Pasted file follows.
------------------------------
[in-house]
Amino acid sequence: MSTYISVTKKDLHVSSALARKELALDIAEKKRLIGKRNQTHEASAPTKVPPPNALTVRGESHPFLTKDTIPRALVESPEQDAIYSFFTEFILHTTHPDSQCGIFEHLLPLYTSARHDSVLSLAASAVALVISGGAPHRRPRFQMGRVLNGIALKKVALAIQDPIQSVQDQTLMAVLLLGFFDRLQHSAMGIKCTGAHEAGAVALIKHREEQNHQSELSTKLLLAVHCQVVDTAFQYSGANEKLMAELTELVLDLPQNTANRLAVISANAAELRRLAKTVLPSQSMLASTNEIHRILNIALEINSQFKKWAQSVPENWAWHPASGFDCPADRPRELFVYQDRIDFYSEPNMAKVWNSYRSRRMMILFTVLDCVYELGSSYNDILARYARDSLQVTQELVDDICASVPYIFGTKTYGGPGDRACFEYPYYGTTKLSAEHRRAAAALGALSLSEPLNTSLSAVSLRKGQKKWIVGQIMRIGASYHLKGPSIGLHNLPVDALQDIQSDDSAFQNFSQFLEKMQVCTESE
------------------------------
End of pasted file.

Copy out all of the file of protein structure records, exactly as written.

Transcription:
[in-house]
Amino acid sequence: MSTYISVTKKDLHVSSALARKELALDIAEKKRLIGKRNQTHEASAPTKVPPPNALTVRGESHPFLTKDTIPRALVESPEQDAIYSFFTEFILHTTHPDSQCGIFEHLLPLYTSARHDSVLSLAASAVALVISGGAPHRRPRFQMGRVLNGIALKKVALAIQDPIQSVQDQTLMAVLLLGFFDRLQHSAMGIKCTGAHEAGAVALIKHREEQNHQSELSTKLLLAVHCQVVDTAFQYSGANEKLMAELTELVLDLPQNTANRLAVISANAAELRRLAKTVLPSQSMLASTNEIHRILNIALEINSQFKKWAQSVPENWAWHPASGFDCPADRPRELFVYQDRIDFYSEPNMAKVWNSYRSRRMMILFTVLDCVYELGSSYNDILARYARDSLQVTQELVDDICASVPYIFGTKTYGGPGDRACFEYPYYGTTKLSAEHRRAAAALGALSLSEPLNTSLSAVSLRKGQKKWIVGQIMRIGASYHLKGPSIGLHNLPVDALQDIQSDDSAFQNFSQFLEKMQVCTESE